Lizzie Thomson – Metro
Just when you thought 2020 couldn’t possibly get any more bizarre, a company has brought out the world’s first 3D-printed vegan steak. Redefine Meat, an Israeli company based in Rehovot, has unveiled an ‘Alt-Steak’ which replicates the texture, flavour and appearance of real-life meat – all thanks to 3D-printing technology. The new Alt-Steak is made out of soy and pea proteins, coconut fat and sunflower oil, along with natural colours and flavours. Designed to recreate the muscle structure of beef, the faux steak is high in protein and – being plant-based – has no cholesterol.
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It seems no details have been spared with this creation either. Working with leading butchers, chefs, food technologists and taste experts, Redefine Meat has digitally mapped more than 70 different sensory factors – including the cut’s texture, juiciness, fat distribution, feel in the mouth and more. The company is expected to start testing the alternative beef cuts in high-end restaurants in Israel as earlier as next month – with plans to roll it out in European restaurants next year and at supermarkets in 2022.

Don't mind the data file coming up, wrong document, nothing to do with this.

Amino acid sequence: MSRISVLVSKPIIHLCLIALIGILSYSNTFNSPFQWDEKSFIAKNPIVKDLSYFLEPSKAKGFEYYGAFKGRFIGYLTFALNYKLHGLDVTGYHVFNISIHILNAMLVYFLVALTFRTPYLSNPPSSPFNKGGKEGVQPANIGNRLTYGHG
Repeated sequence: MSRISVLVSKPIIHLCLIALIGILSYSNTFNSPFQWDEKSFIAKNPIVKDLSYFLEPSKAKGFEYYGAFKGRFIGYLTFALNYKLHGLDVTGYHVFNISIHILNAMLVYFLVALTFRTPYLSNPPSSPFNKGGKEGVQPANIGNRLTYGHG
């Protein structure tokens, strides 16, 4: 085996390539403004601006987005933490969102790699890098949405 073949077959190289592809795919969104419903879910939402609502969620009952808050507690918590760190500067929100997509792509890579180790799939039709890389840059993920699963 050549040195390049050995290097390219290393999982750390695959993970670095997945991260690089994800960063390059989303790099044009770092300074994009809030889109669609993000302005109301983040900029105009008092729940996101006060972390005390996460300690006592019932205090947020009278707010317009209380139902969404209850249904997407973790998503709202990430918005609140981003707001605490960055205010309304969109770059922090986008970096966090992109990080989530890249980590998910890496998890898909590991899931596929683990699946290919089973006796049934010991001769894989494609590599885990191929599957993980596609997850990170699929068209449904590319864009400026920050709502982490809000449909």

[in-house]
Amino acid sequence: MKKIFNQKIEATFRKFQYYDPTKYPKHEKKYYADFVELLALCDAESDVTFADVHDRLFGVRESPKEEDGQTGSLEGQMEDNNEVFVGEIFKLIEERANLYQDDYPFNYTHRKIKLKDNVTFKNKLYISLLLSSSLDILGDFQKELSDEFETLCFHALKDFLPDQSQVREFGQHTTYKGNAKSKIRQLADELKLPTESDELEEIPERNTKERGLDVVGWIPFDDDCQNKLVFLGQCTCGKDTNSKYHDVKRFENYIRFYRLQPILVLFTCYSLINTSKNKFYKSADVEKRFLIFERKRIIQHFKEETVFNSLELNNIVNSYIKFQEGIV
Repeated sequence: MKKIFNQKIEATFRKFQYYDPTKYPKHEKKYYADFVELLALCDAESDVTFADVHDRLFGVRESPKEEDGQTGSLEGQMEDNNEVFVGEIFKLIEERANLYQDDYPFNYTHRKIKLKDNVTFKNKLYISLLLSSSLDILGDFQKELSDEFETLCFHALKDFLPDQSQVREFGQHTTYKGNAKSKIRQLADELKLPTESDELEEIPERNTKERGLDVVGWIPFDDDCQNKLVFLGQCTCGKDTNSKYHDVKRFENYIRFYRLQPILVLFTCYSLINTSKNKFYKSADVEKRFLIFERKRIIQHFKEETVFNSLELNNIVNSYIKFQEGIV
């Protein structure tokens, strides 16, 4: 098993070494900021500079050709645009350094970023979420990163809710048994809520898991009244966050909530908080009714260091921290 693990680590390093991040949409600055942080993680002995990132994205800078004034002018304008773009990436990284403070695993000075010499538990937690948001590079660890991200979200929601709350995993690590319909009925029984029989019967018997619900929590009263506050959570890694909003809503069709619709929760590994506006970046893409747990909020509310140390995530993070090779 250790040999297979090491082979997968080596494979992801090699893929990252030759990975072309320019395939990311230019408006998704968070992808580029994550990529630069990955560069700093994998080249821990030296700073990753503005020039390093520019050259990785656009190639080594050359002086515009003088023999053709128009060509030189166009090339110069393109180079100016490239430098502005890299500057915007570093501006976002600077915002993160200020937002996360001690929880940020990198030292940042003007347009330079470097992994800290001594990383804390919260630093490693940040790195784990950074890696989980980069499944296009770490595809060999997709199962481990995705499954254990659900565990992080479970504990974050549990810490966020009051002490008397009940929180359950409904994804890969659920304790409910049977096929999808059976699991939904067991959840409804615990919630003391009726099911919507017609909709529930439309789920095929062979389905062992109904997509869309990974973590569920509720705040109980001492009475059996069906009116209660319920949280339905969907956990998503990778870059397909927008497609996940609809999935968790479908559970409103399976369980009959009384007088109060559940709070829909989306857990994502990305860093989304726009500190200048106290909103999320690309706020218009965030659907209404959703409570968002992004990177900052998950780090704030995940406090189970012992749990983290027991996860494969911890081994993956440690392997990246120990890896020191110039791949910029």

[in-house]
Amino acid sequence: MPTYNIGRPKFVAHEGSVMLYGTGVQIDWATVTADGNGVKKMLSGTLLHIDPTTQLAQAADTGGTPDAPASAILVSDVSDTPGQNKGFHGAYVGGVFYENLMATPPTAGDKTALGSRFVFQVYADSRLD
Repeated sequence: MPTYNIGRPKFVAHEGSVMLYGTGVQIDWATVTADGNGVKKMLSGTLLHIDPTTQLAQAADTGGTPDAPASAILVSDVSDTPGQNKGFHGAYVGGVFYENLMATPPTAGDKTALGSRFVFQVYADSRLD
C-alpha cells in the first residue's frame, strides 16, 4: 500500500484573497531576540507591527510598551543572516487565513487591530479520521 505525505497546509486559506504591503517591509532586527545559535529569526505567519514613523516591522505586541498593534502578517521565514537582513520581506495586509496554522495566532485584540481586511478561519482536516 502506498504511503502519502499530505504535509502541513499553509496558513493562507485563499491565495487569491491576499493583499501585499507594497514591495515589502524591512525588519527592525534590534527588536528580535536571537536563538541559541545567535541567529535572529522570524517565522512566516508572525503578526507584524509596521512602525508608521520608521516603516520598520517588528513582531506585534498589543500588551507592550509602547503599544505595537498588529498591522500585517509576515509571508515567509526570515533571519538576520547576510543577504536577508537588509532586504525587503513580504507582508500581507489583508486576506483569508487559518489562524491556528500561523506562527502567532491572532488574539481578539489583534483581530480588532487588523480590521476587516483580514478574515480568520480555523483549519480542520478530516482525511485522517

The people behind the Alt-Steak are saying the invention could mean big things for the food industry, too. Eshchar Ben-Shitrit, CEO and co-founder of Redefine Meat, told The Media Line: ‘This is the world’s first 3D-printed steak that can really pass the test of what is a steak. ‘We’ve reached a milestone because we can print steaks on a large scale and the taste and texture are amazing.
‘To make a meatless steak that resembles the muscle of an animal requires the use of a special 3D printer. ‘Until now, nobody had this kind of printer and we developed it in the past two years.’
Of course, Redefine Meat isn’t the only brand dipping its toe in the ‘lab-grown’ meat trend. Three years ago, Beyond Burger launched its vegan ‘bleeding’ burger – a product designed to look, cook and taste just like a fresh beef burger.